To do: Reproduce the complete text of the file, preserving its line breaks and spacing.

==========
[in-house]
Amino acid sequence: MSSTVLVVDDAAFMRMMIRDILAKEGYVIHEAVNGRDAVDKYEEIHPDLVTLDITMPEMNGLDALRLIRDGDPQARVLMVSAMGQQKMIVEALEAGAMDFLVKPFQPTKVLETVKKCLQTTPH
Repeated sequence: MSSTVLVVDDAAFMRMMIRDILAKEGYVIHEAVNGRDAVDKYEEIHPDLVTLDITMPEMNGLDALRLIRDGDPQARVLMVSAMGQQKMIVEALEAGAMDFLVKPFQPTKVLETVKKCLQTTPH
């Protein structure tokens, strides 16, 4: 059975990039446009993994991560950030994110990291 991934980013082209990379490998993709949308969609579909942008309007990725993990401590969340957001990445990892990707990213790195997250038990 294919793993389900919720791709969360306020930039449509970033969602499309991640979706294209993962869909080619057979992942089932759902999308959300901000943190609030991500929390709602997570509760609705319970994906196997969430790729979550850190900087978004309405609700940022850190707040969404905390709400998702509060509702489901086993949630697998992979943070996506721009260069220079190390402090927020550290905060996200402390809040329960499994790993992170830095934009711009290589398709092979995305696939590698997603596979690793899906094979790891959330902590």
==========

[in-house]
Amino acid sequence: MSSTVLVVDDAAFMRMMIRDILAKEGYVIHEAVNGRDAVDKYEEIHPDLVTLDITMPEMNGLDALRLIRDGDPQARVLMVSAMGQQKMIVEALEAGAMDFLVKPFQPTKVLETVKKCLQTTPH
Repeated sequence: MSSTVLVVDDAAFMRMMIRDILAKEGYVIHEAVNGRDAVDKYEEIHPDLVTLDITMPEMNGLDALRLIRDGDPQARVLMVSAMGQQKMIVEALEAGAMDFLVKPFQPTKVLETVKKCLQTTPH
């Protein structure tokens, strides 16, 4: 059975990039446009993994991560950030994110990291 991934980013082209990379490998993709949308969609579909942008309007990725993990401590969340957001990445990892990707990213790195997250038990 294919793993389900919720791709969360306020930039449509970033969602499309991640979706294209993962869909080619057979992942089932759902999308959300901000943190609030991500929390709602997570509760609705319970994906196997969430790729979550850190900087978004309405609700940022850190707040969404905390709400998702509060509702489901086993949630697998992979943070996506721009260069220079190390402090927020550290905060996200402390809040329960499994790993992170830095934009711009290589398709092979995305696939590698997603596979690793899906094979790891959330902590």